Chicken Has A Broken Knee Joint (5 Steps To Help The Bird)

Chickens have bones just as humans do, and these birds can break their bones just as humans can. Thankfully, treating broken chicken bones is less complicated than treating broken human bones.

If your chicken has a broken knee joint this article will help you figure out what to do 

Chicken has a broken knee joint:

Chicken knees are hidden, they are covered by the bird’s feathers, you won’t be able to see them unless you go looking for them. Chicken knees are located between the bird’s thigh and drumstick. 

If your bird is keeping pressure off of one of its knees, then you can assume that there is something wrong with the bird’s knee.

You can treat the bird’s broken knee at home or visit a vet. Below is a guide on how to treat the bird at home:

Splint the knee:

The key to helping your bird heal at home is keeping the knee immobile. A knee that is allowed to move won’t get the opportunity to heal, this is where splinting the knee comes in.

You can use items like popsicle sticks or tongue depressors to splint the bird’s knee.

Create a soft barrier between the knee and the splint by wrapping a thick gauze around the bird’s knee. Do this before you apply the splint to the bird’s leg. Doing this will keep pressure sores from developing on the bird’s leg.

Cut and size your splint of choice to fit the chicken’s leg and then place the splints on either side of the bird’s knee. File the sharp end of the splint and tape it down to keep it from digging into the bird’s skin.

Secure the splints in place using a soft adhesive wrap then wrap an ace bandage around the soft adhesive wrap. Wrap masking tape around the ace wrap to secure everything in place. 

Isolate the bird: 

Chickens play and chase after each other when they are together. The injured chick, not wanting to seem ill, will want to play with the other birds and act like it isn’t injured.

If the bird is allowed to use its injured knee in this way then the knee will become more damaged. Keep the knee injury from getting worse by isolating the bird and keeping it in a cage to recover.

Give the bird its own food and water while in isolation and keep this food and water within beak distance from the bird. Doing this will keep the bird from having to move too much.

You can reintroduce the bird back into the flock once the bird’s knee is fully healed. 

Offer food and water: 

Feeding your bird high-quality feed, all throughout the bird’s life is important, but doing this is especially important as the bird recovers.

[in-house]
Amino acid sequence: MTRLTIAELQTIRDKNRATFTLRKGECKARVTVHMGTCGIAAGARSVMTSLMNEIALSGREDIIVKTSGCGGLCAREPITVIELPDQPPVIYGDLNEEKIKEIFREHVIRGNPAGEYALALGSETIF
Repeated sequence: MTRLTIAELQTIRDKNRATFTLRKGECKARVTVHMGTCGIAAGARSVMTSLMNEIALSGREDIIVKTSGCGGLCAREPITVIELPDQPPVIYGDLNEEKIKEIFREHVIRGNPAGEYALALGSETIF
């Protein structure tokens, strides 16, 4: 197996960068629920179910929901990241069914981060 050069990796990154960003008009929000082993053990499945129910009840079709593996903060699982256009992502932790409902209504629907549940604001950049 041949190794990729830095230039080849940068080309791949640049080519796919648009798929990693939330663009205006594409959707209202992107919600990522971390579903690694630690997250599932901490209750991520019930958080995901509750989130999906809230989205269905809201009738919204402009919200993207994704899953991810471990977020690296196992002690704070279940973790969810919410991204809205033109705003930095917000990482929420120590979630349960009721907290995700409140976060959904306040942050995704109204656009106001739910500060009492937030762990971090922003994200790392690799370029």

It’s also important to feed the bird additional protein as it recovers, this additional protein will help the bird recover faster. Protein sources that you can give the bird include scrambled eggs, mashed-up boiled eggs, and, mealworms.

Feeding supplements, like a vitamin b complex, to your injured bird, will help with healing, and feeding electrolytes to your bird will also help with healing.

Electrolytes are also helpful as they help the bird calm down from the shock of the injury. Only give the bird electrolytes for 3 days. 

Offer pain medication: 

A knee injury will be very painful to the bird, the bird won’t show that it is in pain, even in front of you, even if it trusts you, but know that the bird is in pain.

Chickens have evolved to not show signs of pain, if a chicken in the wild were to show signs of pain it would attract predators and get itself attacked, for this reason, a chicken with a broken knee joint will try its best to appear normal. 

Giving your bird pain medication, at least in the early stages of the bird’s healing, is recommended. Aspirin can be crushed and added to your bird’s water to help with the pain.

Crush up 5 regular (325g) aspirin tablets into a gallon of water and give this to your bird to drink to help with the pain.

Visiting a vet:

You may not be able to accurately diagnose what’s wrong with the bird, or properly treat the bird, but a vet can.

If you have access to one, you can take the bird to the vet to have it examined and have the vet take an x-ray of the bird’s leg.

If you enjoyed this article then you may also be interested in other chicken related articles. Here are some articles that you may be interested in: Chicken Walking On HocksChick Walking On Hocks, Chicken Has A Broken AnkleChicken Limping And Has DiarrheaRooster Has A Broken Leg 

Chicken Has A Broken Knee Joint (5 Steps To Help The Bird)
Scroll to top